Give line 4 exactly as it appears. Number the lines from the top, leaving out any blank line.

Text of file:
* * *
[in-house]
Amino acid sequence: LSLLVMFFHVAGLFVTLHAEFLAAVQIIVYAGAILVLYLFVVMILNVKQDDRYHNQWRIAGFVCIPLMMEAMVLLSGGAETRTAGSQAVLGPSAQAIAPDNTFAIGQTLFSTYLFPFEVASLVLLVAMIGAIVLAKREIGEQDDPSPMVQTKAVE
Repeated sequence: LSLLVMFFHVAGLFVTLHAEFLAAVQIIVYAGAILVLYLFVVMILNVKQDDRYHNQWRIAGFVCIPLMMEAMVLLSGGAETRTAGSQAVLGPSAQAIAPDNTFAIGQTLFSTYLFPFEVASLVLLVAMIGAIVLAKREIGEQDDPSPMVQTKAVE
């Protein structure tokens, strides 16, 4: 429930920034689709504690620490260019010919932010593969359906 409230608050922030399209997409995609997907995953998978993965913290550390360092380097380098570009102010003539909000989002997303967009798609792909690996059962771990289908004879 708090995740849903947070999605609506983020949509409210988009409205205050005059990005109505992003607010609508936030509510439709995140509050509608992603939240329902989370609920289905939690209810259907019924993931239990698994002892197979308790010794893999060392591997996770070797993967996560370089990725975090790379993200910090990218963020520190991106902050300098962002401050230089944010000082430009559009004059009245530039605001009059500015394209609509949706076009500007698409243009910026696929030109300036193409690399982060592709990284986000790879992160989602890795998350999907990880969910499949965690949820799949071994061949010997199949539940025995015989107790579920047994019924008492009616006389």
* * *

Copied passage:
């Protein structure tokens, strides 16, 4: 429930920034689709504690620490260019010919932010593969359906 409230608050922030399209997409995609997907995953998978993965913290550390360092380097380098570009102010003539909000989002997303967009798609792909690996059962771990289908004879 708090995740849903947070999605609506983020949509409210988009409205205050005059990005109505992003607010609508936030509510439709995140509050509608992603939240329902989370609920289905939690209810259907019924993931239990698994002892197979308790010794893999060392591997996770070797993967996560370089990725975090790379993200910090990218963020520190991106902050300098962002401050230089944010000082430009559009004059009245530039605001009059500015394209609509949706076009500007698409243009910026696929030109300036193409690399982060592709990284986000790879992160989602890795998350999907990880969910499949965690949820799949071994061949010997199949539940025995015989107790579920047994019924008492009616006389």